By, Sherry Reames – Source, Madison.com
I was disappointed to learn recently that Gov. Tony Evers had forced John Tate to resign from the Parole Commission, and I hope the Wisconsin State Journal will devote more attention to this story.
Under Tate’s leadership, the commission was working as intended for the first time in a decade. Prisoners sentenced before 2000 were finally obtaining release if they had fulfilled all the requirements intended by the judges who sentenced them — that is, if they had completed all the programs required by the sentencing judge and the Department of Corrections, and if they had clearly demonstrated enough maturity and self-discipline to be trusted back in society. They also had to serve at least 25% of their sentences. Let me repeat that: at least 25%.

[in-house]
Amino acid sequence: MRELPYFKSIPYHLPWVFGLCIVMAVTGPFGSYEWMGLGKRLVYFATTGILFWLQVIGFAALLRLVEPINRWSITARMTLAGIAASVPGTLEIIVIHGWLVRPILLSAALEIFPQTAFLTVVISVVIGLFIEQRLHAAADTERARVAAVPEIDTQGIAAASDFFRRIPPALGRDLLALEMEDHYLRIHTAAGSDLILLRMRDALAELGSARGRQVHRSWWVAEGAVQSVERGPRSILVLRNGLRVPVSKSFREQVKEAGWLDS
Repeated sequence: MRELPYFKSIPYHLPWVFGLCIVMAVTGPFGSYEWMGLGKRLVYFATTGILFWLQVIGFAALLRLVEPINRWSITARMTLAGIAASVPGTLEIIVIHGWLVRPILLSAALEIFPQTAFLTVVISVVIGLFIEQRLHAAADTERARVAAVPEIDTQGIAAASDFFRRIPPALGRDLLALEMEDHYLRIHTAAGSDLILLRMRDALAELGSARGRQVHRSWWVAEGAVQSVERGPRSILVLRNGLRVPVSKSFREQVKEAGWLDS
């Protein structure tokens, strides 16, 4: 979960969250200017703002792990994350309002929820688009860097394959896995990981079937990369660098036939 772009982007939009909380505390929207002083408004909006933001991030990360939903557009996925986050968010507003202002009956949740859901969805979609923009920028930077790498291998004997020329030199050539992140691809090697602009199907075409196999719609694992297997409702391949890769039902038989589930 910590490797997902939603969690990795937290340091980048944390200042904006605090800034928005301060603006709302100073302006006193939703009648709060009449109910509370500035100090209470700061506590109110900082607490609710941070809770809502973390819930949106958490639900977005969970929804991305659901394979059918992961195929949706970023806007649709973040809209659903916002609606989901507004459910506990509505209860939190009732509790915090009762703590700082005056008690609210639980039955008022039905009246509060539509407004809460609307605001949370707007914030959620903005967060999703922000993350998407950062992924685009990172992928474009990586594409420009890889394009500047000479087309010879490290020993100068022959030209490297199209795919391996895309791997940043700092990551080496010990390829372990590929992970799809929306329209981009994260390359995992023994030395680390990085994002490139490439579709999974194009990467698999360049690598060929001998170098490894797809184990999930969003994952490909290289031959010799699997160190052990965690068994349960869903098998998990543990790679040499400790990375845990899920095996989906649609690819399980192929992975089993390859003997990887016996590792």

No judge before the era of “truth in sentencing” assumed that an 80-year sentence was supposed to mean 80 years in prison. Research has clearly demonstrated that 20 years is enough in most cases. Holding prisoners for extra decades, as Wisconsin has been doing, is “tough on crime theater” at its worst. It keeps our prisons dangerously crowded, destroys communities and wastes huge amounts of tax money and human potential.
The parole system works, when we let it.